Progressive party list coordinators Ma. Elena Pampoza and Elgene Mungcal went missing in July 2022 in Tarlac Province while peasant organizers Norman Ortiz and Lee Sudario were abducted in September 2023 in Gabaldon, Nueva Ecija.

Bagong Alyansang Makabayan (BAYAN) also welcomed the verdict it said affirms its condemnation of the grave human rights abuses under the Marcos government.

“The IPT verdict will counter the disinformation narratives peddled by Marcos in his junket foreign trips that his government is committed to upholding human rights,” BAYAN secretary general Raymond Palatino told Kodao.

“We also assail the role of the Biden government in enabling impunity as it coddles the Marcos government and legitimizes the use of fascist means in suppressing dissent. US military aid is responsible for the brutal attacks of state forces targeting critics, including those who are against the intensified military presence of the US in the country,” he added.

BAYAN said the IPT documents will be discussed among people’s organizations and in communities across the country as part of their campaign to pursue justice and accountability. The IPT verdict will be shared with various institutions such as Congress, courts, local governments, churches, and schools, the group said.# (Raymund B. Villanueva)

Tribunal finds Marcos, Duterte, Biden ‘guilty’ of war crimes

The International People’s Tribunal (IPT) found President Ferdinand Marcos Jr., former president Rodrigo Duterte, the Government of the Philippines as well as President Joseph Biden and the Government of the United States of America (USA) guilty of war crimes in Philippines.

In an hour-long presentation of its verdict in Brussels, Belgium Saturday afternoon (local time), the IPT said the respondents are guilty of willfully killing civilians, intentionally directing attacks against civilians and property, as well as using indiscriminate means and methods of warfare that cause injury or unnecessary suffering.

Aside from causing widespread, long-term and severe damage to the natural environment, the Manila government’s military operations cause displacement of the civilian population, impede humanitarian aid, and commit acts or threats of violence and terror among civilians, the IPT said.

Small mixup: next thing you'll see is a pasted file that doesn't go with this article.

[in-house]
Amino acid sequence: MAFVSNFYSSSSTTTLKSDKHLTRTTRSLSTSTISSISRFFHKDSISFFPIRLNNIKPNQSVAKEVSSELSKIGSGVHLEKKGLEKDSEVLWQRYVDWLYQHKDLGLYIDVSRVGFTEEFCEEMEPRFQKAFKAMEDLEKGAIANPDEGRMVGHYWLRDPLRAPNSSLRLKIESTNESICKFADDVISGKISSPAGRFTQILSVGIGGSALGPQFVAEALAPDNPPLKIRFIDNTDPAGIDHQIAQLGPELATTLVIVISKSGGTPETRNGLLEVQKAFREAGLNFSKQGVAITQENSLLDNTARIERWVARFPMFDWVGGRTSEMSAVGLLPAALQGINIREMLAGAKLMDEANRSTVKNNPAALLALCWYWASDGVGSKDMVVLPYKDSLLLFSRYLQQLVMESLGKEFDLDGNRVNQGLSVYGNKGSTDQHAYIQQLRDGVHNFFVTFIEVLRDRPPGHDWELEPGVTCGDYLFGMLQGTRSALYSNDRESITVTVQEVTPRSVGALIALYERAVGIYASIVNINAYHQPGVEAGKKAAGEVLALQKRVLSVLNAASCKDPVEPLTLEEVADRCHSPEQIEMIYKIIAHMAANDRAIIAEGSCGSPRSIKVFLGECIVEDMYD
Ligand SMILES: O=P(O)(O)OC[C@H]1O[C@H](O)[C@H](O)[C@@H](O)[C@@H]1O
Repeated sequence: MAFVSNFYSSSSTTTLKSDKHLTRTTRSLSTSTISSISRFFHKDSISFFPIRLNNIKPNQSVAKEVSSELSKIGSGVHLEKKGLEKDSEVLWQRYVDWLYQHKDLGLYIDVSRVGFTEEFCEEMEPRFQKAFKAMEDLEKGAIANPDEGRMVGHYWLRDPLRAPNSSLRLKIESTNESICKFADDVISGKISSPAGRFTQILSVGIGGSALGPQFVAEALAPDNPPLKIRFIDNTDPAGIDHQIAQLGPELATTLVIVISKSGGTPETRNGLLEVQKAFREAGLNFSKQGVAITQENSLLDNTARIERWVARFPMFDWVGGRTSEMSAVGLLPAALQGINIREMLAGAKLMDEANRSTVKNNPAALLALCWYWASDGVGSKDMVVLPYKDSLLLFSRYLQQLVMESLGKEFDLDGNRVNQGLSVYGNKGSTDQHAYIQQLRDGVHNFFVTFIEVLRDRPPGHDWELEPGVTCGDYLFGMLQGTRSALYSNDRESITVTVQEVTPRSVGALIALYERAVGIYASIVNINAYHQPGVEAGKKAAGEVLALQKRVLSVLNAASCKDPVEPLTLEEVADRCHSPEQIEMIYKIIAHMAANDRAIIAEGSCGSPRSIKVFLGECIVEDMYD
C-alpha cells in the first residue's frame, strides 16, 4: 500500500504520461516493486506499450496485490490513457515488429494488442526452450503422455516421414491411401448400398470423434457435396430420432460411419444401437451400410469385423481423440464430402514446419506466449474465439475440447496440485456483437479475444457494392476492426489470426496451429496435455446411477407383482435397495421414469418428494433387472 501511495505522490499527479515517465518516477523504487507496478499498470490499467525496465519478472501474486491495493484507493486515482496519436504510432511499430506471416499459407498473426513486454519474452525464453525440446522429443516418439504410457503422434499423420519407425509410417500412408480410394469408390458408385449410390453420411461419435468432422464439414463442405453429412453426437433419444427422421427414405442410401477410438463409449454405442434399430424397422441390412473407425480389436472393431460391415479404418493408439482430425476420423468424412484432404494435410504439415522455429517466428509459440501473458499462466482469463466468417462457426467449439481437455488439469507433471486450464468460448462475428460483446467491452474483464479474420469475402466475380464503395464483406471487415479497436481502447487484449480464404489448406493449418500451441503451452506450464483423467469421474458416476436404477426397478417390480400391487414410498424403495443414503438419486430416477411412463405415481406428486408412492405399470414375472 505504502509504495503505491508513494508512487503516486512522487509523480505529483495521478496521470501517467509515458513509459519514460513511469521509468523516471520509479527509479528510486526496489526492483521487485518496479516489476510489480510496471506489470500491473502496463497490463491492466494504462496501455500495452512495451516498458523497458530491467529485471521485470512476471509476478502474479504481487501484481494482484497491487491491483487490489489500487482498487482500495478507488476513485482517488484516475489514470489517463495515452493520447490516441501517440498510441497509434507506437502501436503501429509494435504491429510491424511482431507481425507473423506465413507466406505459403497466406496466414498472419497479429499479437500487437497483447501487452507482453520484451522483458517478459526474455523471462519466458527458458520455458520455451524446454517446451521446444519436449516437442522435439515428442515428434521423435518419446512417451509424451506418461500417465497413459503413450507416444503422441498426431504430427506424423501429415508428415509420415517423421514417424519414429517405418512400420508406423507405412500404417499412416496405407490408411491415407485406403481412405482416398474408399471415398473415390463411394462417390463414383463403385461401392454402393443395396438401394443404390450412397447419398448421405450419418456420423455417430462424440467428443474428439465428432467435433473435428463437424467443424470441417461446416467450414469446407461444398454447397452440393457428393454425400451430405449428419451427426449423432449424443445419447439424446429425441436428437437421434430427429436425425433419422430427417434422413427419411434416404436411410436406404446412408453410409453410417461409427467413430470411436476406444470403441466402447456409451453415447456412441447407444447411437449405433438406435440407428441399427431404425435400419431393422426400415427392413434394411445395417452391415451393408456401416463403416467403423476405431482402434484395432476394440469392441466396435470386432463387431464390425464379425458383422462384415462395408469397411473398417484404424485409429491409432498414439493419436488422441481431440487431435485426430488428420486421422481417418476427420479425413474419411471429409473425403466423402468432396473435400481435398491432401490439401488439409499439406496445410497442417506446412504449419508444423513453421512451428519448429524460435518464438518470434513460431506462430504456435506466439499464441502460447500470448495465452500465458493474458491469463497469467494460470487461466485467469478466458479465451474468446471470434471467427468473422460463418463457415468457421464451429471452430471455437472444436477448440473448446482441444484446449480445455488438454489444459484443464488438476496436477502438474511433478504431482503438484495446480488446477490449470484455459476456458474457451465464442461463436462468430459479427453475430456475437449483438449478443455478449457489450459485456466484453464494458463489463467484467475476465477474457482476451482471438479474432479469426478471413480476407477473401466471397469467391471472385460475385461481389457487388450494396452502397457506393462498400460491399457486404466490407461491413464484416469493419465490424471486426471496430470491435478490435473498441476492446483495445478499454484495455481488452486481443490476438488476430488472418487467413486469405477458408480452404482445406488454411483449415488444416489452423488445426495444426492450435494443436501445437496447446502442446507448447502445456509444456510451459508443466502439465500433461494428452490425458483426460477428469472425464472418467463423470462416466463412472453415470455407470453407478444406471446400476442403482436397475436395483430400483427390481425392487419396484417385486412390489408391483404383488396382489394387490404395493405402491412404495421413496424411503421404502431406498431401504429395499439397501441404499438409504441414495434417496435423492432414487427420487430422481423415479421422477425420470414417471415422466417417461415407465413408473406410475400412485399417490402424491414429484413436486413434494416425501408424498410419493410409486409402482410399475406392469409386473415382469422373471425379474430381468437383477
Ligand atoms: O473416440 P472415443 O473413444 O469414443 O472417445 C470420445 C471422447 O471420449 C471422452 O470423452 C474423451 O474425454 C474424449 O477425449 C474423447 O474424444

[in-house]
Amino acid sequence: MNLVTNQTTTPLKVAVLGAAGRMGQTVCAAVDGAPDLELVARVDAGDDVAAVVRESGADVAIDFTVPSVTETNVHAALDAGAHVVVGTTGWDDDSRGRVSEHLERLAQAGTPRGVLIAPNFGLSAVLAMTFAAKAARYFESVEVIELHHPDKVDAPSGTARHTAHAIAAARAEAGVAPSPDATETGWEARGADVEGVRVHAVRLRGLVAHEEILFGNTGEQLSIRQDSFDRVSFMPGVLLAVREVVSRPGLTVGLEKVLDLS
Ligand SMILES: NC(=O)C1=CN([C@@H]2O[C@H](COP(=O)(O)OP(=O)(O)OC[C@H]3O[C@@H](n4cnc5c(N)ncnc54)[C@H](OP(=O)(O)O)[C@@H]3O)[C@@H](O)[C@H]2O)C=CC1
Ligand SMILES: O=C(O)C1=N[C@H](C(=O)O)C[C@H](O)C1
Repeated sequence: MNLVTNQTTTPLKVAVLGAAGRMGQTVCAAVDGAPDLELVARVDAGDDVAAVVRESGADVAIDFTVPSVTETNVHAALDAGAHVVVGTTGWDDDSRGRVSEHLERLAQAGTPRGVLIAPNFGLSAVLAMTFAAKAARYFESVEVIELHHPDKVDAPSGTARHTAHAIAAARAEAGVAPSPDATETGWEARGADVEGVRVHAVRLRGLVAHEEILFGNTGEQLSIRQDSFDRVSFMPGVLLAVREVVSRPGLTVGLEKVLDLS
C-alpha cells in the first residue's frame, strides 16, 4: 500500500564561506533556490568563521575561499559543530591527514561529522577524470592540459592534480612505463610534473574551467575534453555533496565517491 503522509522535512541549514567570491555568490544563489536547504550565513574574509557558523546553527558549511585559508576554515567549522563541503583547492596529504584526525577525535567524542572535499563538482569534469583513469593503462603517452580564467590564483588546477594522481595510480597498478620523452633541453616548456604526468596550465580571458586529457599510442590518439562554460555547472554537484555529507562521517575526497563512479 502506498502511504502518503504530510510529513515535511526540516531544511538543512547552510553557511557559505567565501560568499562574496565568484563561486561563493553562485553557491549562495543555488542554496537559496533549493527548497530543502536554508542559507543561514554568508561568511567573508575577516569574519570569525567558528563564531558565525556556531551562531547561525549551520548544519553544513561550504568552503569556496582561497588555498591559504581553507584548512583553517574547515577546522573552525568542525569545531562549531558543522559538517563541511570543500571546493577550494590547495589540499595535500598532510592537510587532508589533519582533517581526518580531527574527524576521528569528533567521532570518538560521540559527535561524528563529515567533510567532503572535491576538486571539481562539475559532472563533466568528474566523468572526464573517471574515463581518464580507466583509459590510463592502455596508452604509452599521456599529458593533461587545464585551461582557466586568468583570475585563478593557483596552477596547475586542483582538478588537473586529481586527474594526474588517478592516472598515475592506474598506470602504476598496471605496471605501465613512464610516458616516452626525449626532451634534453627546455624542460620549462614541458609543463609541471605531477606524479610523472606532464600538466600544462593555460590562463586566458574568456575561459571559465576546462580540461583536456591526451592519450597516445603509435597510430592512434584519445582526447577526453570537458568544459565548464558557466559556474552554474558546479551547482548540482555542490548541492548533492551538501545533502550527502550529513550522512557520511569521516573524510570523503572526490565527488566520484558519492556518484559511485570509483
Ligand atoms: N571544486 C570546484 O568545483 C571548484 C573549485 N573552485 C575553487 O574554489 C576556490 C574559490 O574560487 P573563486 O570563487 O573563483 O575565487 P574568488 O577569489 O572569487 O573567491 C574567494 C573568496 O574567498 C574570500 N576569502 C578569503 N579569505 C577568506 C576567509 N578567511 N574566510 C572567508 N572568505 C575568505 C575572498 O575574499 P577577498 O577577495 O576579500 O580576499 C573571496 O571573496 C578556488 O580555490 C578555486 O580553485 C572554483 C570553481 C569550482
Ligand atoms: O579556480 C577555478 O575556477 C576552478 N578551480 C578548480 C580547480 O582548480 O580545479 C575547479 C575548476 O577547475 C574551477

“These acts constitute serious violations of treaty and customary international law applicable in armed conflicts. In view of the foregoing factual and legal findings, the tribunal unanimously finds the defendants…guilty of all crimes and charges, including war crimes and violations of the International Humanitarian Law (IHL) alleged in the indictment,” the IPT’s panel of jurors declared.

The Tribunal added that the respondents are guilty of willful killing of New People’s Army (NPA) fighters already rendered hors d’combat (French for “unable to fight”). It also found them guilty of torture and other forms of cruel, degrading and inhuman treatment as well as “outrages against personal dignity and humiliating and degrading treatment and desecration of bodies of slain NPA fighters.”

In addition, the Philippine armed forces also “committed abduction and enforced disappearance, the arbitrary arrest and detention and deliberate attacks against civilians merely suspected of having links with a belligerent party, including the filing of trumped-up charges, red-tagging, terrorist labeling and designation, threats and harassments and intimidation,” the Tribunal said.

The jurors said the prosecutors proved with “clear, convincing, credible, consistent and relevant evidence” their allegations, leading to a unanimous verdict.

The Tribunal said it heard oral evidence from victims and families, expert witnesses and resource persons. It also read affidavits, letters, written statements, reports, publications, resolutions, and similar documents, as well as saw photographs and images, watched and heard audio-video recordings in the course of its two-day deliberations that started last Friday.

“[There were] 15 witnesses in the proceedings, eight in person and seven through video depositions, who delivered in clear and coherent manner. Eleven were victims, families or colleagues while four were experts or resources persons who testified on the context, nature and scale of IHL and human rights violations,” it said.

Policy and practice

The IPT cited the massacre of the Fausto family in Negros Island, the massacre of Tumandok tribespeople across Panay Island, and the killing and persecution of the Save Our School tribal school volunteers across Mindanao as examples of the “willful killing of civilians by GRP (Government of Republic of the Philippines) forces.”